Interdisciplinary integration and practice through meaning making and context can contribute to the reconsideration and revolution of research by supporting narratives and creating space for public discourse. In researching my heritage as a Korean adoptee, I found that the literature has been predominantly from adoptive parents' perspective, focusing primarily on child and adolescent development. Lacking in the literature is the adult adoptee perspective, and specifically their experiential voices.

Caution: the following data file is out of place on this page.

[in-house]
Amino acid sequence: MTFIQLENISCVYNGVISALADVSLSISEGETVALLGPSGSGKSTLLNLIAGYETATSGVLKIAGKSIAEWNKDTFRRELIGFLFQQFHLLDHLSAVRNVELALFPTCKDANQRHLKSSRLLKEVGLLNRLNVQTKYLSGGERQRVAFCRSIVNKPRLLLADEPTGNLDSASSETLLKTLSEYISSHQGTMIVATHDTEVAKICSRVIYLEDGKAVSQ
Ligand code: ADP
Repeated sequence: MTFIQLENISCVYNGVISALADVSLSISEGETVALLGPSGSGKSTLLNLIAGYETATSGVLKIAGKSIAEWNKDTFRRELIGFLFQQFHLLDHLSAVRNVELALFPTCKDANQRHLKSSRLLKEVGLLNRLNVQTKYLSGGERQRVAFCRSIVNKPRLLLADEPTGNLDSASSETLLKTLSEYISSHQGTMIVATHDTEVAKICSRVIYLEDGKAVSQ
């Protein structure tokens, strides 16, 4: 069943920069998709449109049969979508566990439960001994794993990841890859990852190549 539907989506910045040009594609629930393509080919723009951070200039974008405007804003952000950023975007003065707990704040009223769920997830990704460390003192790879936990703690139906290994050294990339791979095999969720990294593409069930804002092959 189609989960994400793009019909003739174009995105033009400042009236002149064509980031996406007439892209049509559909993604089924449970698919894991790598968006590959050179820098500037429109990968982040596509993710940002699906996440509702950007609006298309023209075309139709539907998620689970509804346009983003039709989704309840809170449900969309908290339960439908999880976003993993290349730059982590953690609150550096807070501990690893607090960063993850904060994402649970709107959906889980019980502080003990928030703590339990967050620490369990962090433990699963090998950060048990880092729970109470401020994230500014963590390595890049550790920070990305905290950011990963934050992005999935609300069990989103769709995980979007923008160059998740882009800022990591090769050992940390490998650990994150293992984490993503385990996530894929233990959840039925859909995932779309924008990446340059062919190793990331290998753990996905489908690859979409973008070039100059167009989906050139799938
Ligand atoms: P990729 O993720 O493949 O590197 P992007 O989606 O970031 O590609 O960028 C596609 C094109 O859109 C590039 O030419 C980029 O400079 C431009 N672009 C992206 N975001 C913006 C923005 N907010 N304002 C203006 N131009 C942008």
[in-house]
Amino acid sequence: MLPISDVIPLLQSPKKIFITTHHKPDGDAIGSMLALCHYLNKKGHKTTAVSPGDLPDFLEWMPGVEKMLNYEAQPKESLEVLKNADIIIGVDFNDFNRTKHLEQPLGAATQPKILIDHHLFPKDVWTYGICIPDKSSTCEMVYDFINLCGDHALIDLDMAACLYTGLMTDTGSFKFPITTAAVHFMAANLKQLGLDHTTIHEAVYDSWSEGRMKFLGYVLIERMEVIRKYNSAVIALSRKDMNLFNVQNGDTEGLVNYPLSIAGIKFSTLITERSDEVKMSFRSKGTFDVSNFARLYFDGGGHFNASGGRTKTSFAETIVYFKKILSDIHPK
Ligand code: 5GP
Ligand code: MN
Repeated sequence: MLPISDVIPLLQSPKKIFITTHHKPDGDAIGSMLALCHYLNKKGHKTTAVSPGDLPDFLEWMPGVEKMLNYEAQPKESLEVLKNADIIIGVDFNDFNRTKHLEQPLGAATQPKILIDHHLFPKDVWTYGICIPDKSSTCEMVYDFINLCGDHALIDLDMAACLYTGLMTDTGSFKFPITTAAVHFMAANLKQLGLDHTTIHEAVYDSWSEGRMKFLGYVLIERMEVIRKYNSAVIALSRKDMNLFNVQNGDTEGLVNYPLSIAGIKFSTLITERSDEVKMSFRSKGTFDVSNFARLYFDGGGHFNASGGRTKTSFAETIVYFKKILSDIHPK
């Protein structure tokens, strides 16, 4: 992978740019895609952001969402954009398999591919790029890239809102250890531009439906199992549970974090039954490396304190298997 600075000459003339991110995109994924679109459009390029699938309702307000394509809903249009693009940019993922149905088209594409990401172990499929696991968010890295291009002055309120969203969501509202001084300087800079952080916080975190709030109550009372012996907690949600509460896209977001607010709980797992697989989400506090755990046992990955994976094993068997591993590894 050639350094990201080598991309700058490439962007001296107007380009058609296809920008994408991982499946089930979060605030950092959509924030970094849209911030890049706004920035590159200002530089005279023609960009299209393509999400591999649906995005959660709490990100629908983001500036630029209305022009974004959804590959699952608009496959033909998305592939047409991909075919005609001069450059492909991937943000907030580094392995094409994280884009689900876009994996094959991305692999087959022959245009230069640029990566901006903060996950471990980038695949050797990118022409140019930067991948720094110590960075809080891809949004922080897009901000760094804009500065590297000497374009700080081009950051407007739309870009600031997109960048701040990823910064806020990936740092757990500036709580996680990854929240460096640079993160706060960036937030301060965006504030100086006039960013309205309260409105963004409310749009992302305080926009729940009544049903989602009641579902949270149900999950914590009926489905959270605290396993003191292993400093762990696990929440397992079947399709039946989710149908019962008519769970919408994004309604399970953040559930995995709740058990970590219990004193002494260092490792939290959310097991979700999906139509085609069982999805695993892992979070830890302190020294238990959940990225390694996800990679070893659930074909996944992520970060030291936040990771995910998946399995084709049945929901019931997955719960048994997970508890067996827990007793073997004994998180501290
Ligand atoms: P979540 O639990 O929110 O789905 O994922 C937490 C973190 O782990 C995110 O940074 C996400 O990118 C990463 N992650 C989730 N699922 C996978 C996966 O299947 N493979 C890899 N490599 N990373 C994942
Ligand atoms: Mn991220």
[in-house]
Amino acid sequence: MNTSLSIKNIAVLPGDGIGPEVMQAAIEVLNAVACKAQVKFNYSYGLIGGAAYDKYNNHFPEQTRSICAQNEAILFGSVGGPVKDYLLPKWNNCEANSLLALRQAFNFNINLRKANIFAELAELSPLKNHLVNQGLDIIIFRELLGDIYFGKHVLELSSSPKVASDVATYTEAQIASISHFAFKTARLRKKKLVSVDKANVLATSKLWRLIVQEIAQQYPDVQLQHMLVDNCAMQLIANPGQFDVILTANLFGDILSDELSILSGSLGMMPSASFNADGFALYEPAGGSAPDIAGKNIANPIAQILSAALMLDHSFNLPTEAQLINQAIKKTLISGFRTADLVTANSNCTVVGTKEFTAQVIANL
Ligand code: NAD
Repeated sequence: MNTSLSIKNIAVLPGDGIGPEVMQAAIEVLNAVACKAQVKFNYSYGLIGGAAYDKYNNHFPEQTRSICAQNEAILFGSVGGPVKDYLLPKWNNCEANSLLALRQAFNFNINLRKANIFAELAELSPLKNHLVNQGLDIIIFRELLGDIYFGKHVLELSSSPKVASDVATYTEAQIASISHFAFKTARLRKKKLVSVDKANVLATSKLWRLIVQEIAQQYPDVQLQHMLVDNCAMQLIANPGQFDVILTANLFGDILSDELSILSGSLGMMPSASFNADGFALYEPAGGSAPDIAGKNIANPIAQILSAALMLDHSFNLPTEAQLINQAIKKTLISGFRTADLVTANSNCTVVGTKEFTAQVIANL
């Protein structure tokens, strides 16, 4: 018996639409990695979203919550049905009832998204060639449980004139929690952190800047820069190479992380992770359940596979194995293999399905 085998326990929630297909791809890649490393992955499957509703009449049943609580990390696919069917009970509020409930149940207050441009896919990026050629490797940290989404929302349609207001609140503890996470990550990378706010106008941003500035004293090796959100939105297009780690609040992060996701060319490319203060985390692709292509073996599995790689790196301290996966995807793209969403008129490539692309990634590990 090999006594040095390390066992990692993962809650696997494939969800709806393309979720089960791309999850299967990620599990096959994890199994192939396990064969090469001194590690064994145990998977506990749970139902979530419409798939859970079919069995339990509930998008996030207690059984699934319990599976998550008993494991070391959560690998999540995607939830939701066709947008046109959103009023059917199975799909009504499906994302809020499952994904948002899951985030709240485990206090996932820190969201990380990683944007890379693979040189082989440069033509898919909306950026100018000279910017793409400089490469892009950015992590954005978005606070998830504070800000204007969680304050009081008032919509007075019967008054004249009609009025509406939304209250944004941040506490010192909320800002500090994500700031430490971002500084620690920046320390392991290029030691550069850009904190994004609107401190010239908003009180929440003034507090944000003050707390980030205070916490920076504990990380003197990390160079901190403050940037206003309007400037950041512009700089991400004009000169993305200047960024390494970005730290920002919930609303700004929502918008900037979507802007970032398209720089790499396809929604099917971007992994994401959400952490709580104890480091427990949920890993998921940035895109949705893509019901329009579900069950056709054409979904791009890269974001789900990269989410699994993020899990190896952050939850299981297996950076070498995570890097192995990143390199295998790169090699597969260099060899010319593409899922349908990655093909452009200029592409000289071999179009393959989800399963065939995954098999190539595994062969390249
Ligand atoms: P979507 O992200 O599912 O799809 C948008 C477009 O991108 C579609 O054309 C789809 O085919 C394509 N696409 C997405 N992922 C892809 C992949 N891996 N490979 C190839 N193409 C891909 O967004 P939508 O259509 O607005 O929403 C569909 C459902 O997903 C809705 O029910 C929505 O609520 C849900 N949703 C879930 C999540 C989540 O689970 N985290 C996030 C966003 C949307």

This interdisciplinary thesis has three major purposes (1) to explore how transracial transnational Korean adoption affects identity formation, (2) to illustrate how mentoring relationships can be a means to address and reframe the theme of loss as experienced by an adoptee, and (3) to use interdisciplinary inquiry as a means of expression to make meaning and illuminate adoptee identity formation. Drawing from my personal experience as an adoptee, an artist, a researcher, and as an educational mentee I integrate past research findings, Scholarly Personal Narrative (SPN: storytelling), epistolary Scholarly Personal Narrative (eSPN: epistolary storytelling), and visual artistic research through jewelry/sculpture to describe constructing my adoptee identity. Images of the jewelry/sculpture are provided, while a public art opening displayed the series of work.